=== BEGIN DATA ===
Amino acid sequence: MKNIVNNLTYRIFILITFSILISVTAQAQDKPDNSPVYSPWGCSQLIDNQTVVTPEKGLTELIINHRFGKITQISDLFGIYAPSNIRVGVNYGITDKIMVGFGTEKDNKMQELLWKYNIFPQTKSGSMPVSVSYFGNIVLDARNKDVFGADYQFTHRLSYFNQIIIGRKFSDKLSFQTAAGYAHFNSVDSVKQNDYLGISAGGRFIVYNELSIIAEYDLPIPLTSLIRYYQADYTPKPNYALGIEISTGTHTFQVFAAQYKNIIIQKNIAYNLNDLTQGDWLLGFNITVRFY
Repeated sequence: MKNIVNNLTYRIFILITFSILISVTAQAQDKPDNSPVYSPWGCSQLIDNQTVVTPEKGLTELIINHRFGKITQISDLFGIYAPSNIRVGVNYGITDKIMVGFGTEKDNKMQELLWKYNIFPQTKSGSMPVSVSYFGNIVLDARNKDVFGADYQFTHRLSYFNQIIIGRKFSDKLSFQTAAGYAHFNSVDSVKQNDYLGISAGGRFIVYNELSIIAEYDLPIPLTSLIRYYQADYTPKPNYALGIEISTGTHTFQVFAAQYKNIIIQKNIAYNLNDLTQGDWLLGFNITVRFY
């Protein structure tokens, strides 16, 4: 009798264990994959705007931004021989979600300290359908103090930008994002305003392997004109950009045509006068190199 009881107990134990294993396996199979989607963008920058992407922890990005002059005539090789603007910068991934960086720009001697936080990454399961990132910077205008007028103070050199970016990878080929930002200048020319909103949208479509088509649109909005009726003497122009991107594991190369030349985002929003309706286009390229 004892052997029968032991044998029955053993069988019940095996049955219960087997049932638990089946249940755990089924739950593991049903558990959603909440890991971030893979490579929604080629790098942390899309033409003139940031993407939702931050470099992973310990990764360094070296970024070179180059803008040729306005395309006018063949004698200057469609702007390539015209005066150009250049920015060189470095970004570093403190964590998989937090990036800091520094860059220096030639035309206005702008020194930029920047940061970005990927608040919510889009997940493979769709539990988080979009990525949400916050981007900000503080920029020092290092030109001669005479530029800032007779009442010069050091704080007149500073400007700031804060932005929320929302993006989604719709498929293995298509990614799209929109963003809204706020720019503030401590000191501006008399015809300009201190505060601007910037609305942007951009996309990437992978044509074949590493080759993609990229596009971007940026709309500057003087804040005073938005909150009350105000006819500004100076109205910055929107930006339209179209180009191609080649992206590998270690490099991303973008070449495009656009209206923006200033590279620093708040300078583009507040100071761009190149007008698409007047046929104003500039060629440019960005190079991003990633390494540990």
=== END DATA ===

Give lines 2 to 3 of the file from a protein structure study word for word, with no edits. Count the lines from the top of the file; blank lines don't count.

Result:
Repeated sequence: MKNIVNNLTYRIFILITFSILISVTAQAQDKPDNSPVYSPWGCSQLIDNQTVVTPEKGLTELIINHRFGKITQISDLFGIYAPSNIRVGVNYGITDKIMVGFGTEKDNKMQELLWKYNIFPQTKSGSMPVSVSYFGNIVLDARNKDVFGADYQFTHRLSYFNQIIIGRKFSDKLSFQTAAGYAHFNSVDSVKQNDYLGISAGGRFIVYNELSIIAEYDLPIPLTSLIRYYQADYTPKPNYALGIEISTGTHTFQVFAAQYKNIIIQKNIAYNLNDLTQGDWLLGFNITVRFY
């Protein structure tokens, strides 16, 4: 009798264990994959705007931004021989979600300290359908103090930008994002305003392997004109950009045509006068190199 009881107990134990294993396996199979989607963008920058992407922890990005002059005539090789603007910068991934960086720009001697936080990454399961990132910077205008007028103070050199970016990878080929930002200048020319909103949208479509088509649109909005009726003497122009991107594991190369030349985002929003309706286009390229 004892052997029968032991044998029955053993069988019940095996049955219960087997049932638990089946249940755990089924739950593991049903558990959603909440890991971030893979490579929604080629790098942390899309033409003139940031993407939702931050470099992973310990990764360094070296970024070179180059803008040729306005395309006018063949004698200057469609702007390539015209005066150009250049920015060189470095970004570093403190964590998989937090990036800091520094860059220096030639035309206005702008020194930029920047940061970005990927608040919510889009997940493979769709539990988080979009990525949400916050981007900000503080920029020092290092030109001669005479530029800032007779009442010069050091704080007149500073400007700031804060932005929320929302993006989604719709498929293995298509990614799209929109963003809204706020720019503030401590000191501006008399015809300009201190505060601007910037609305942007951009996309990437992978044509074949590493080759993609990229596009971007940026709309500057003087804040005073938005909150009350105000006819500004100076109205910055929107930006339209179209180009191609080649992206590998270690490099991303973008070449495009656009209206923006200033590279620093708040300078583009507040100071761009190149007008698409007047046929104003500039060629440019960005190079991003990633390494540990």